Born: Toronto; September 1, 1941
Died: Toronto; November 29, 1987
Buried: Mount Pleasant Cemetery, Toronto
Photo: Ross Belot
Gwendolyn MacEwen published her first poem at the age of 17 in The Canadian Forum, and put out her impressive debut collection, A Breakfast for Barbarians, in 1966, at the age of 25. She won the Governor General’s Award for Poetry three years later for her collection The Shadow Maker. She won the GG again, posthumously, for Afterworlds, in 1987. She wrote 26 books in all, including novels and plays. Her most ambitious work was perhaps The T.E. Lawrence Poems (1982). Rosemary Sullivan’s 1995 biography The Shadow Maker: The Life of Gwendolyn MacEwen itself won a Governor General’s Award.
Three poems by Gwendolyn MacEwen are the subject of essays in Arc’s online zine How Poems Work. Read these in our archives:
-Catherine Joyce on “Breakfast for Barbarians” (December, 2007)
-Barbara Myers on “Dark Pines Under Water” (December, 2004)
-Barbara Myers on “The Mirage” (November, 2004)
Arc editor Anita Lahey wrote a review of The Selected Gwendolyn MacEwen (Exile Editions, 2007) for Canadian Notes & Queries, issue 77.
Other links for Gwendolyn MacEwen
Ross Belot on his quest for MacEwen’s grave
So went on a quest today. Walked up to the Mount Pleasant Cemetery with my daughter Heather. Ran into a police parade for Remembrance Day, with police horses and bagpipers. Good start. I knew their office was closed but we went to the visitation centre and there was a receptionist there who helped us by looking up G MacEwen, and telling us to head to section 32, lot 1257. We found section 32 but no sign of lot numbers. And section 32 is ginormous (surprisingly, this is a word according to hotmail’s spell check). We walked around for a very long time, trying to systematically attack. But to no avail. I will try again. I have not given up. I’m close.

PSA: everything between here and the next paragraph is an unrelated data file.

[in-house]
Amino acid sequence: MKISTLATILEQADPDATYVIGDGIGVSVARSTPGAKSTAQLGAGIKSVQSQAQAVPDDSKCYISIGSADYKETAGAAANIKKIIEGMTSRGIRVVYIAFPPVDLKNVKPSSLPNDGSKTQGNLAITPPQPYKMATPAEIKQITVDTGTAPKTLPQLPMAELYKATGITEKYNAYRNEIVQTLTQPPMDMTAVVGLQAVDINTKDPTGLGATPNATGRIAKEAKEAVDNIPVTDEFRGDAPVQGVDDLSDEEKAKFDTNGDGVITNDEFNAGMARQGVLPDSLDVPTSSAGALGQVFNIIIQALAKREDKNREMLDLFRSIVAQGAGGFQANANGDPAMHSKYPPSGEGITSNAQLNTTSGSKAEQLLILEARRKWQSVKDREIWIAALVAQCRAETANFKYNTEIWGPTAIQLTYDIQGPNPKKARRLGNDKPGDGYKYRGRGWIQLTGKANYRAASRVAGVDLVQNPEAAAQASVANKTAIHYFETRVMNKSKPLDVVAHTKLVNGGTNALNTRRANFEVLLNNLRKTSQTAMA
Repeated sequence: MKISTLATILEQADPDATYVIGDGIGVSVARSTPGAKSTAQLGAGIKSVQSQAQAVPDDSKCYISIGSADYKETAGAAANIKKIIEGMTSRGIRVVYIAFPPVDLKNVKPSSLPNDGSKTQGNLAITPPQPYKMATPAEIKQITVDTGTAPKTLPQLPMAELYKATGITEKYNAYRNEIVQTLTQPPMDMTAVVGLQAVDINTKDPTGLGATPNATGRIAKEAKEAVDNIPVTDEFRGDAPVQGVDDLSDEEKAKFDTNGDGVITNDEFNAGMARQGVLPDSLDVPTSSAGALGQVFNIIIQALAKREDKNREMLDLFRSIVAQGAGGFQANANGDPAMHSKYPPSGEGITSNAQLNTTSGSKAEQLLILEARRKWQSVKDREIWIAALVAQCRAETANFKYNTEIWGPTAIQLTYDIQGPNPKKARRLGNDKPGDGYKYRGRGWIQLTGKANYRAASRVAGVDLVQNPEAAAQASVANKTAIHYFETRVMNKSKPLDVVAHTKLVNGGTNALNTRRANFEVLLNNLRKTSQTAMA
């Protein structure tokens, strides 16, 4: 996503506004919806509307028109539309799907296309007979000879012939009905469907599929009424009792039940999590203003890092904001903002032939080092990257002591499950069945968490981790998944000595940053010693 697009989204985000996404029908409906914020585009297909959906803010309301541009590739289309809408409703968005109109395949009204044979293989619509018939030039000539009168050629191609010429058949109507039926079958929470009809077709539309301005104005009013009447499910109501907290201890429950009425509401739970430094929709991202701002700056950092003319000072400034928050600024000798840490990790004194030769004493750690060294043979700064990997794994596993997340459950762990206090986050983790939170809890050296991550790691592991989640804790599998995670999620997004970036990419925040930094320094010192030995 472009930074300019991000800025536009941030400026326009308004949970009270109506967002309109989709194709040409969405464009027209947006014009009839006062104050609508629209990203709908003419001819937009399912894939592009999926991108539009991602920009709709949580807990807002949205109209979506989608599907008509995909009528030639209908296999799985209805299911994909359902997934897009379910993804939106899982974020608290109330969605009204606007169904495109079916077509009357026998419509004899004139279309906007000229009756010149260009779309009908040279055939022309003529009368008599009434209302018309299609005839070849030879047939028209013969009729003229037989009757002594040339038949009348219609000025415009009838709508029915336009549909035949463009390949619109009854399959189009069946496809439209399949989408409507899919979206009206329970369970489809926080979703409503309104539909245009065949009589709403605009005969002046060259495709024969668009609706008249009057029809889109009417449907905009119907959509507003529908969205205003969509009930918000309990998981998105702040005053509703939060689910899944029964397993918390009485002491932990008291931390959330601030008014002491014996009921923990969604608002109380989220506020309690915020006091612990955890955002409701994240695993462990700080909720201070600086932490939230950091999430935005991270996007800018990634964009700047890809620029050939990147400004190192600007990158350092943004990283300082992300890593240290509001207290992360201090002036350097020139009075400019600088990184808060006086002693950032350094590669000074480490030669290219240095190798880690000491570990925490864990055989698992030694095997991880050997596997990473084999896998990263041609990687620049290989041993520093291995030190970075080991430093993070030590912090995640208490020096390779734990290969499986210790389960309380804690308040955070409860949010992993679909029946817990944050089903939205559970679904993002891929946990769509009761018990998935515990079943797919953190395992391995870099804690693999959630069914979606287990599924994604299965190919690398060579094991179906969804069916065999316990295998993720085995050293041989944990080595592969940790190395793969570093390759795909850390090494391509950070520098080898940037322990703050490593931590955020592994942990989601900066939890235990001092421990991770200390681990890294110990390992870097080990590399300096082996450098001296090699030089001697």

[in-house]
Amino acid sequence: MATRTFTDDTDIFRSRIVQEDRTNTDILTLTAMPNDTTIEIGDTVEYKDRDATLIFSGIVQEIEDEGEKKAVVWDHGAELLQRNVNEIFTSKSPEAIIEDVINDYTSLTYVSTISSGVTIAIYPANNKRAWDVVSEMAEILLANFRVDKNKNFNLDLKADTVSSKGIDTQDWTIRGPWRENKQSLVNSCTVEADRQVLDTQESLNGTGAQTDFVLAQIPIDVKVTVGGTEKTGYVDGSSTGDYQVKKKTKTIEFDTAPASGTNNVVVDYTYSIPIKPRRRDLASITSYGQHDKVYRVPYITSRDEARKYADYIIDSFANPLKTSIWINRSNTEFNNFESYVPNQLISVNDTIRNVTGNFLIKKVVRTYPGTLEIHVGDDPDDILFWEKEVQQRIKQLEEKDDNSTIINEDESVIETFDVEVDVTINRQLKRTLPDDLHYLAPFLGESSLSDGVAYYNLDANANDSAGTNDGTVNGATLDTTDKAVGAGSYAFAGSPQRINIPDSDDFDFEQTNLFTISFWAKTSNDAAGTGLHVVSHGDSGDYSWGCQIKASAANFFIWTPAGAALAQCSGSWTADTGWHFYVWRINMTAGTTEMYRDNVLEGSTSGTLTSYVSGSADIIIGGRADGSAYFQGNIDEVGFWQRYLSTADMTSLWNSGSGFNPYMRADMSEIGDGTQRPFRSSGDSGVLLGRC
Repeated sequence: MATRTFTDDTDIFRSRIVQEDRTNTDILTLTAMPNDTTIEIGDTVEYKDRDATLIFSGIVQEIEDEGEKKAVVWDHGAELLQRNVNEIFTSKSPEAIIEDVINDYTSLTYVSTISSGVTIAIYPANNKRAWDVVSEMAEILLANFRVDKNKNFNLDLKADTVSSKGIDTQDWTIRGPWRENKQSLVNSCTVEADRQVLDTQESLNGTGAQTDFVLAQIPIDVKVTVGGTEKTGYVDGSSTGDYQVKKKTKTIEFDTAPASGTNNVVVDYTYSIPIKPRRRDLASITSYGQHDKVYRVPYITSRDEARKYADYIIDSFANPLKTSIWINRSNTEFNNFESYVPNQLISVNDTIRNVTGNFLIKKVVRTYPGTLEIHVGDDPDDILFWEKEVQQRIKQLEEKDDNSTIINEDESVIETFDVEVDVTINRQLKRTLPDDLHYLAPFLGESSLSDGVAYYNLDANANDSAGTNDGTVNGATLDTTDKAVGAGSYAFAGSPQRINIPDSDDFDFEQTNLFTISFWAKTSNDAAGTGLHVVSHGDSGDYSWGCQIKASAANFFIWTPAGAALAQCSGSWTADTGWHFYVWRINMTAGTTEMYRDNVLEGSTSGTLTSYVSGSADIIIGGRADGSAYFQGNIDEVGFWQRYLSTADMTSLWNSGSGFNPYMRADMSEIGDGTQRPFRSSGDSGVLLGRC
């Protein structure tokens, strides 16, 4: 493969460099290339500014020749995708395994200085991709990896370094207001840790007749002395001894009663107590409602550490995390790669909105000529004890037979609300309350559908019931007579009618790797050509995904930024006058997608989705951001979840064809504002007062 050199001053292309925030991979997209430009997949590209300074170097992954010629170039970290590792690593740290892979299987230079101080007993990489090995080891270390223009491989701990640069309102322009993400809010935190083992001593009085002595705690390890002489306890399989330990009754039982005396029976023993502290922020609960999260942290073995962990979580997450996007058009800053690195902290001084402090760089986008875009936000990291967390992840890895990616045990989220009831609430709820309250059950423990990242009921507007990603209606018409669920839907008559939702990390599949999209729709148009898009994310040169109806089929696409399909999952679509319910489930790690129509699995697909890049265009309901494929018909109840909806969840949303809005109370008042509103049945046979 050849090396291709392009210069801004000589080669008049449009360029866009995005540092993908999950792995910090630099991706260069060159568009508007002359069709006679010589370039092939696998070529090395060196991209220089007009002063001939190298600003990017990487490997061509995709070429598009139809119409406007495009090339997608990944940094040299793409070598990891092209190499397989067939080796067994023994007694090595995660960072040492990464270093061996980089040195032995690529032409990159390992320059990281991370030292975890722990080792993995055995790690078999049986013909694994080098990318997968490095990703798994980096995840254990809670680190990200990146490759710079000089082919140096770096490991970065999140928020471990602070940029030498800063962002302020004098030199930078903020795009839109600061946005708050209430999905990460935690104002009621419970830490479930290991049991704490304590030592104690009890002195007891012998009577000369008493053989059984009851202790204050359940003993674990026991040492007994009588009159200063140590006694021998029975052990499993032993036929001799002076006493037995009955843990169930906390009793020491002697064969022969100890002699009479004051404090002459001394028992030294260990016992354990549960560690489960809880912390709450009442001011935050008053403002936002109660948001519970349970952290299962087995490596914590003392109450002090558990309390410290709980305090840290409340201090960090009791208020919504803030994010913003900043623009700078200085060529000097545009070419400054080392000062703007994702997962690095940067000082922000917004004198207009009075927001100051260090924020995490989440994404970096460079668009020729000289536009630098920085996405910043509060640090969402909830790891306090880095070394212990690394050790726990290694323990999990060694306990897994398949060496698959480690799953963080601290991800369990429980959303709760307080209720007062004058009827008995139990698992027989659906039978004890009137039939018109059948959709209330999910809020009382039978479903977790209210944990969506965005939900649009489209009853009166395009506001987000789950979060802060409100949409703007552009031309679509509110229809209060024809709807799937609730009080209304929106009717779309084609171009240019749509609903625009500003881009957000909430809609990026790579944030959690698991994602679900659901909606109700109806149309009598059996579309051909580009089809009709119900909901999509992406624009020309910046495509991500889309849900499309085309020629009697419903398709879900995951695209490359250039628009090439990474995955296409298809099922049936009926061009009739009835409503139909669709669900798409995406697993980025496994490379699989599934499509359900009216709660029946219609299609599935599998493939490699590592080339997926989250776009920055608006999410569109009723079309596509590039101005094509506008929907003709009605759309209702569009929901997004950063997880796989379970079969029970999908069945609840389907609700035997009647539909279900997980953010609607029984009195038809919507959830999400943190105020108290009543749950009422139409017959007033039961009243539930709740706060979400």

Got a map from the cemetery office. Went to section 32. Wandered around. Couldn’t find it. Finally asked a groundskeeper, who had me hop aboard his little tractor thing. We drove through section 32 to the opposite side of where I had been. He gave me a bit of cemetery advice: “Whenever you are going into a cemetery take a good spade with you.” Which he did—and he made good use of it. We were looking for a flat stone, so many were covered in grass. He found it for me after checking through about a dozen or so and taking the grass off them to check the number. I shook his hand before he drove off.
There was a small white bench under a nearby tree. I sat there for a few minutes thinking of Gwendolyn MacEwen’s poetry and appreciating the surprise warmth, and the leaves still in full colour, in mid-November. It was two weeks before the anniversary of her death. Then I walked home.
Here is a photo of Mount Pleasant Cemetery the day of Ross’s quest:
One of Ross Belot’s favourite poems by Gwendoly MacEwen is “Manzini: Escape Artist” from A Breakfast for Barbarians. It begins:
now there are no bonds except the flesh; listen—
there was this boy, Manzini, stubborn with
gut stood with black tights and a turquoise
leaf across his sex